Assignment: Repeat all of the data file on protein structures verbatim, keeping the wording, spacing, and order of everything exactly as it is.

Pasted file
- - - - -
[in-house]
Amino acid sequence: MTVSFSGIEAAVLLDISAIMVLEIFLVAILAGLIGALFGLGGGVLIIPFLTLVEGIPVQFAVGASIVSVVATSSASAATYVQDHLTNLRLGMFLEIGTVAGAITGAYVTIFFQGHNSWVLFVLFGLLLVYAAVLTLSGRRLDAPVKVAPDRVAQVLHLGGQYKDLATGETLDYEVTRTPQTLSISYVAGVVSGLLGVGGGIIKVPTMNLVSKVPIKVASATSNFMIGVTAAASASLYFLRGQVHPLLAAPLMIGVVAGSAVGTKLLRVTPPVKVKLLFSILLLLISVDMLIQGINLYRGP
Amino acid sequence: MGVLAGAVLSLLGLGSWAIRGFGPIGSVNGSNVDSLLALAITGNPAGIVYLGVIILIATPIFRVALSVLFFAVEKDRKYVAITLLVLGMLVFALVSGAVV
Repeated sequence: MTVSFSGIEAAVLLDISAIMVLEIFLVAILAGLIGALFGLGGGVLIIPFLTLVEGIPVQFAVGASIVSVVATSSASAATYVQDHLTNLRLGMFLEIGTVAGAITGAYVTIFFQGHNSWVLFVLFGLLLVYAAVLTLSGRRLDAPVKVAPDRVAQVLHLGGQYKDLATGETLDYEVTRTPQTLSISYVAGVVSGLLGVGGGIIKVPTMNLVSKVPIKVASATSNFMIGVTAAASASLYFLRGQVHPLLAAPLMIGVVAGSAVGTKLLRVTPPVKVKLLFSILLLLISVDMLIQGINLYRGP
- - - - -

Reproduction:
[in-house]
Amino acid sequence: MTVSFSGIEAAVLLDISAIMVLEIFLVAILAGLIGALFGLGGGVLIIPFLTLVEGIPVQFAVGASIVSVVATSSASAATYVQDHLTNLRLGMFLEIGTVAGAITGAYVTIFFQGHNSWVLFVLFGLLLVYAAVLTLSGRRLDAPVKVAPDRVAQVLHLGGQYKDLATGETLDYEVTRTPQTLSISYVAGVVSGLLGVGGGIIKVPTMNLVSKVPIKVASATSNFMIGVTAAASASLYFLRGQVHPLLAAPLMIGVVAGSAVGTKLLRVTPPVKVKLLFSILLLLISVDMLIQGINLYRGP
Amino acid sequence: MGVLAGAVLSLLGLGSWAIRGFGPIGSVNGSNVDSLLALAITGNPAGIVYLGVIILIATPIFRVALSVLFFAVEKDRKYVAITLLVLGMLVFALVSGAVV
Repeated sequence: MTVSFSGIEAAVLLDISAIMVLEIFLVAILAGLIGALFGLGGGVLIIPFLTLVEGIPVQFAVGASIVSVVATSSASAATYVQDHLTNLRLGMFLEIGTVAGAITGAYVTIFFQGHNSWVLFVLFGLLLVYAAVLTLSGRRLDAPVKVAPDRVAQVLHLGGQYKDLATGETLDYEVTRTPQTLSISYVAGVVSGLLGVGGGIIKVPTMNLVSKVPIKVASATSNFMIGVTAAASASLYFLRGQVHPLLAAPLMIGVVAGSAVGTKLLRVTPPVKVKLLFSILLLLISVDMLIQGINLYRGP